Territory Stories

Alice Springs news

Details:

Title

Alice Springs news

Collection

Alice Springs news; NewspaperNT

Date

2003-12-03

Description

This publication contains may contain links to external sites. These external sites may no longer be active.

Notes

This publication contains many links to external sites. These external sites may no longer be active.

Language

English

Subject

Community newspspers; Australia, Central; Alice Springs (N.T.); Newspapers

Publisher name

Erwin Chlanda

Place of publication

Alice Springs

Volume

v. 10 issue 44

File type

application/pdf

Use

Copyright. Made available by the publisher under licence.

Copyright owner

Erwin Chlanda

License

https://www.legislation.gov.au/Series/C1968A00063

Parent handle

https://hdl.handle.net/10070/232006

Citation address

https://hdl.handle.net/10070/665400

Page content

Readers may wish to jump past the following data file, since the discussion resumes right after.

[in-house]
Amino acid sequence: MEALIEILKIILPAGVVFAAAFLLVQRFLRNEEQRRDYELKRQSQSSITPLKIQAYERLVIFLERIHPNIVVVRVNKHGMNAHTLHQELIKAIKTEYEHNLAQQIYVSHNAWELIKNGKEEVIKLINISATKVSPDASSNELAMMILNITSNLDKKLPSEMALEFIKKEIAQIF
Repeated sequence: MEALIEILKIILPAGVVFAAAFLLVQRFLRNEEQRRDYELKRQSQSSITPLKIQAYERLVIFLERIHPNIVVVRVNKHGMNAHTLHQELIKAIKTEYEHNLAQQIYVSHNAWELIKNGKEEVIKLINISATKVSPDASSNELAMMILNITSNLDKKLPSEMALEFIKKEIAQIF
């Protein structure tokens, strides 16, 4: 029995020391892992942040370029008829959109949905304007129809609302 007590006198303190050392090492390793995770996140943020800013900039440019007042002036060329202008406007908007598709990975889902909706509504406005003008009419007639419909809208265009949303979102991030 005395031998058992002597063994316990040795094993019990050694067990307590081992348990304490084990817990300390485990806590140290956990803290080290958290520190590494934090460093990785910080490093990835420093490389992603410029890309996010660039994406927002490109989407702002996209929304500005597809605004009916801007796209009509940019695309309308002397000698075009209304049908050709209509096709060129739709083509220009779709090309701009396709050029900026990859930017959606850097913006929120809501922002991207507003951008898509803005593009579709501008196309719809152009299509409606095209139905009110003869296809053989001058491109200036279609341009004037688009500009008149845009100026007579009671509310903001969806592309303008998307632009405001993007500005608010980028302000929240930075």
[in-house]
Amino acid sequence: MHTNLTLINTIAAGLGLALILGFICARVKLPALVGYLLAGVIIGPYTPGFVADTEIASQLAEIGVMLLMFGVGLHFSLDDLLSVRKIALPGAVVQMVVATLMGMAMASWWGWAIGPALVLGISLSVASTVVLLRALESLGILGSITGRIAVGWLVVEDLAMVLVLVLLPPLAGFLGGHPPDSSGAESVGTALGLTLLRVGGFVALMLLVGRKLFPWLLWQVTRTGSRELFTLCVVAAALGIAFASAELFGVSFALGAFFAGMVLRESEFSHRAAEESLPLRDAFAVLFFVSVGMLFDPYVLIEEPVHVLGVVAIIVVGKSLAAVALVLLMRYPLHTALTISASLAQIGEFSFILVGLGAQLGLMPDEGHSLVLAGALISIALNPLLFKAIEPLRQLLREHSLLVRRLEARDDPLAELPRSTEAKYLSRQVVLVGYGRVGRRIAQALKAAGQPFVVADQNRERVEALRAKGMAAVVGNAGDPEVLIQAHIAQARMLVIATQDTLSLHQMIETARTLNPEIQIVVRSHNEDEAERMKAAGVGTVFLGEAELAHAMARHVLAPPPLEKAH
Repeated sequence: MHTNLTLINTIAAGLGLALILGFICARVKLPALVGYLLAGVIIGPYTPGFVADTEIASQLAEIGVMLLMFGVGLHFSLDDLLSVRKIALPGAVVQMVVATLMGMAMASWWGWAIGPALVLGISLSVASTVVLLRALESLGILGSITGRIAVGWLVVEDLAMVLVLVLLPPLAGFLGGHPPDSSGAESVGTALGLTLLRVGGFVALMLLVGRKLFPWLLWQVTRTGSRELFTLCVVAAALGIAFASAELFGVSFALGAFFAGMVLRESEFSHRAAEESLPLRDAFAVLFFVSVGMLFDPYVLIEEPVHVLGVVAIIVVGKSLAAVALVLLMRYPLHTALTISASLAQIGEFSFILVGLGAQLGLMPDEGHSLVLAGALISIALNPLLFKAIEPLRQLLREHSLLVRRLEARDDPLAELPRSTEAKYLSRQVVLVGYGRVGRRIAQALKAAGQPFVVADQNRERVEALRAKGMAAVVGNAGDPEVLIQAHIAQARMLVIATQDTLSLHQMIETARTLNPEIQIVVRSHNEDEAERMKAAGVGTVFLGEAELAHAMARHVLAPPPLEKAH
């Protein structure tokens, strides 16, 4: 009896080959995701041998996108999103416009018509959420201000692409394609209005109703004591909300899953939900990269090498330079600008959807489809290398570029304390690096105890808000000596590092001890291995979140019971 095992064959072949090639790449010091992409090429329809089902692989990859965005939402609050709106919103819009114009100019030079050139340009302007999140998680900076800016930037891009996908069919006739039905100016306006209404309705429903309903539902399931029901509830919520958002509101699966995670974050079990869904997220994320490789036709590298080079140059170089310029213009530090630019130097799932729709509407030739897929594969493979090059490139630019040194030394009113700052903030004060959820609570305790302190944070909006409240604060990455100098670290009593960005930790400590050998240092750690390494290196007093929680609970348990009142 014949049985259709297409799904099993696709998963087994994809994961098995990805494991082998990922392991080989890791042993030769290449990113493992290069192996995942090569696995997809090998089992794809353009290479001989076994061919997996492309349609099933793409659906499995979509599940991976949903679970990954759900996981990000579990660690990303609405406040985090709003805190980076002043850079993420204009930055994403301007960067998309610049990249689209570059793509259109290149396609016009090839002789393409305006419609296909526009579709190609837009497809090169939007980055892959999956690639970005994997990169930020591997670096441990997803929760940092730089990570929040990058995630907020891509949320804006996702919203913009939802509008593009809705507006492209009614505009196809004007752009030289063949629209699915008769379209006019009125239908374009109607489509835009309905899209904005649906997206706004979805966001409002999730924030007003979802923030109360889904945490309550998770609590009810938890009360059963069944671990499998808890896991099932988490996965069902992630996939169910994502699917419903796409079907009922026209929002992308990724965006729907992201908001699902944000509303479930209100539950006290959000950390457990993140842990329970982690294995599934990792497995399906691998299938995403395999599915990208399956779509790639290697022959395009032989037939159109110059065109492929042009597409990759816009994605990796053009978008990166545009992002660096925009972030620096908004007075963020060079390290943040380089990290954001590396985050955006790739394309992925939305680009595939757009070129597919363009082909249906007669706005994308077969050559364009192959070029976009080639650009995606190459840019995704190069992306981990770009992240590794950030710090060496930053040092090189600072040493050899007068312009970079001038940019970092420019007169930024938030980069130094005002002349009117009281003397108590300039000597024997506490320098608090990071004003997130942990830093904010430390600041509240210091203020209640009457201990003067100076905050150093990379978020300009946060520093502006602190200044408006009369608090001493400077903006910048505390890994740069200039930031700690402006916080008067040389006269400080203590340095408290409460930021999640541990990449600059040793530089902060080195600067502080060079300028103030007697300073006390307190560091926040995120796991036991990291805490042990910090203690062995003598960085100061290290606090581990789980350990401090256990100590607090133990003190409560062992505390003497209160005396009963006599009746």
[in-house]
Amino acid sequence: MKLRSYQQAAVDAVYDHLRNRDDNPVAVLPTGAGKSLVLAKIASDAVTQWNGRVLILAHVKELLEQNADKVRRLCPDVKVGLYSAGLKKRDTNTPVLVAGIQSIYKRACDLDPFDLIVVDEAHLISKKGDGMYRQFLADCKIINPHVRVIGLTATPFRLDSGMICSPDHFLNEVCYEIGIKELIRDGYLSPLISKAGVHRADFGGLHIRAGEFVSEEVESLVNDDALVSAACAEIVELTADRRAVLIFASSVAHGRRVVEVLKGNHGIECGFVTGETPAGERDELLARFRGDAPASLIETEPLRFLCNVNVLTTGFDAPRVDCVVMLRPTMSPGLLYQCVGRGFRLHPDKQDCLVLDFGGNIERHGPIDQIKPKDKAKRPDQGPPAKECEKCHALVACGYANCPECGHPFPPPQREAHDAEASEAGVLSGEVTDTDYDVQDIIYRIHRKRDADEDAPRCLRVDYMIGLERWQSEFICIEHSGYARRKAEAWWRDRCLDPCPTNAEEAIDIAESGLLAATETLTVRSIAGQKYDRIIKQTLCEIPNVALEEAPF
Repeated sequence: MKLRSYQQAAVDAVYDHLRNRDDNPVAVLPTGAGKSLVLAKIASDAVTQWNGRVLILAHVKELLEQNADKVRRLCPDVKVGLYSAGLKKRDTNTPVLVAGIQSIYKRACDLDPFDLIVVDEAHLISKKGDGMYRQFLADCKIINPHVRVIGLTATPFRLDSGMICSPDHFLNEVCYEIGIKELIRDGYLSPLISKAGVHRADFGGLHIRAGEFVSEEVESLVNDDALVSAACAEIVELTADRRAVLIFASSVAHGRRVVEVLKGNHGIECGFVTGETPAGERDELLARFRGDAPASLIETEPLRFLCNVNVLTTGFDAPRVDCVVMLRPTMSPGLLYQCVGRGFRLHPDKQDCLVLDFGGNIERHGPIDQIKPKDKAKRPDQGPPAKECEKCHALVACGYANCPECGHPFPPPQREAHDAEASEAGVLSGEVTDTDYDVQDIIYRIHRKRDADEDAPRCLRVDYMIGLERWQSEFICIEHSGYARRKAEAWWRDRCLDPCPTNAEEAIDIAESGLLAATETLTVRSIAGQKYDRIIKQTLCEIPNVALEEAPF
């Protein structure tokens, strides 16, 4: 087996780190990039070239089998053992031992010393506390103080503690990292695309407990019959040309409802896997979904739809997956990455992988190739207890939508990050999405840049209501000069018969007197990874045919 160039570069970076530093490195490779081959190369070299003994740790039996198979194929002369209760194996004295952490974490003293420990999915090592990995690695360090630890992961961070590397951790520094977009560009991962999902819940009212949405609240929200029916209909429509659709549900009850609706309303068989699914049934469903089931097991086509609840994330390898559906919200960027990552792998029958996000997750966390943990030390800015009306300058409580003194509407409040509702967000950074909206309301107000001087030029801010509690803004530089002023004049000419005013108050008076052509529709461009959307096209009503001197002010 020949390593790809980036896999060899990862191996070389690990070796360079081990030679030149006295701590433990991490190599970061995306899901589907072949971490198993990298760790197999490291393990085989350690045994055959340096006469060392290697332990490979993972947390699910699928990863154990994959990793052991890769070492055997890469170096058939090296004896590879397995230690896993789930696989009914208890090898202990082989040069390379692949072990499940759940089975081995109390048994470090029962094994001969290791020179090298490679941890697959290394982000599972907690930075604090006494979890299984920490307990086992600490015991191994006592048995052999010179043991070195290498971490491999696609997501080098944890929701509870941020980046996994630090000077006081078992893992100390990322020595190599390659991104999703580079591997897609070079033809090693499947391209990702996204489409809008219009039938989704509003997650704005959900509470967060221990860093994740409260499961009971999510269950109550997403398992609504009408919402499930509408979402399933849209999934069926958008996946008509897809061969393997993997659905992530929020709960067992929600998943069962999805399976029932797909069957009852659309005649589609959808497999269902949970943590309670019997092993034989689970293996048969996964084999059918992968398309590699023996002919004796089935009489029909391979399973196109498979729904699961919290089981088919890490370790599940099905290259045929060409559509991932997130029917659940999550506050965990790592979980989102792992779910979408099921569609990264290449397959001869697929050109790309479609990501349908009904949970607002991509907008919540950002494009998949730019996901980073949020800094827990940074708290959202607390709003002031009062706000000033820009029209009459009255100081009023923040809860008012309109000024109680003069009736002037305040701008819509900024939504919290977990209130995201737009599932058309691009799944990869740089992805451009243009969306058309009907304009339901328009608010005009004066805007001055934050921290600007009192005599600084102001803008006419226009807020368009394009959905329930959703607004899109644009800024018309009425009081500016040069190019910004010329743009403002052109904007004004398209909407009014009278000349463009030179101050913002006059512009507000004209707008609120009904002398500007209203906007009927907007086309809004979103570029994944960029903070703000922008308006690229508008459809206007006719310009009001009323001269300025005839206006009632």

teddy bear electronically. Don't tell me, they already did.We all know about the communication divide between oldstyle Postman Pat technology, which stays exactly the same, and new digital ones that develop at break-neck speed. But this becomes even more important to anyone living in remote Australia, even if the Alice is a small city with good services and facilities. Or is it a big town? Or a small town? I'm never sure, but we'll return to this subject. Not only that, but if you live in remote places, gifts are often best organised by mail order from down south, which adds another week or two to the process. For the people that I buy gifts for, the whole operation has to be run like a military campaign and commences around Easter. This year, I am a tiny bit late. In this spirit of early Christmas cheer, I was shocked to find that a major mail order supplier of gifts had recently folded. The publishers of Innovations magazine ceased production earlier this year. Innovations was a European catalogue of gadgets you had never heard of but wanted as soon as you saw them. Delivery of your chosen gadget was less than a week. After it arrived you put it in a cupboard for 10 years, never used it and then sold it in a lawn sale. Here are some examples; the sun-tracking beach chair, the motorised tie rack, the electric blackhead remover, the steering-wheel mounted mini-desk (for salespeople writing invoices in stationery vehicles), the backpack that turns into a chair. And no, I am not making this up. The demise of Innovations is bad news for gift-buyers but good news for gadget-sceptics, those of us who worry about the descent of society into gadget hell. For example, I thought someone was joking when the news came through that certain cars are now equipped with DVD screens that glide down from the ceiling. I know that driving can be tedious and the roads in Central Australia are straight and empty, but surely a video experience can wait while we enjoy the journey. Silly me, nothing must get in the way of the onward march of gadgetry or, in this case, the conversion of the car into a wheeled replica of the home. Put one gadget together with another and the benefits are supposedly untold. The car plus the mobile phone. The car plus the geographical positioning system. The car plus the DVD player. Can't wait for the car plus the footbath. Anyway, I think I'll fix up a DVD for my pushbike. It would be mounted above the seat and kind of glide down in a hi-tech fashion. I could glance up at it from time-to-time to make sure I hadn't missed an extended guitar solo by Carlos Santana or the ending of Terminator 2. None of this would be dangerous, of course. The season of goodwill and gadgets commenced in early November this year. There are plenty of cool toys for older boys like me. But though I complain about gadgets, deep down I wonder whether anyone from far away will send one across the desert just for me. Which just goes to show that this is the season of hypocrisy too. steve@afishoutofwater.com Who are the "prosperous"? COLUMN by ANN CLOKE. David and I received our first Christmas card about two weeks ago from friends in Africa. I'd only just finished putting cards in envelopes, together with the generic totally embellished Life and Times of Ann and David in the Centre, and I hadn't even thought about posting them! I could have saved (some) time and sent friends the Alice Springs News. That would give a broad outline but, the need to know, the other stuff, the real happenings of us, and friends, in the Alice is something that only Christmas card recipients are privy to. Friend and neighbour, Alison, dropped in for a coffee and she told me how proud she was of herself she'd finished writing her Christmas cards and letters in record time, well prepared for the festive season. We used to wish each other a very merry Christmas, a fun filled family festive season and a safe and prosperous new year. See if you can find a card with "prosperous" on it. "Prosperous", according to the Oxford Dictionary, means financially successful affluent, moneyed, wealthy, successful, flourishing, not that we particularly talk about having a prosperous garden, although people tend to say things like, "Hope everything in your garden comes up roses" which is obviously an analogy for life. "Hope you have a wonderfully prosperous year." Colloquially "prosperous" means well heeled, well off, well-to-do. I like "prosperous" it sort of rolls around the mouth.


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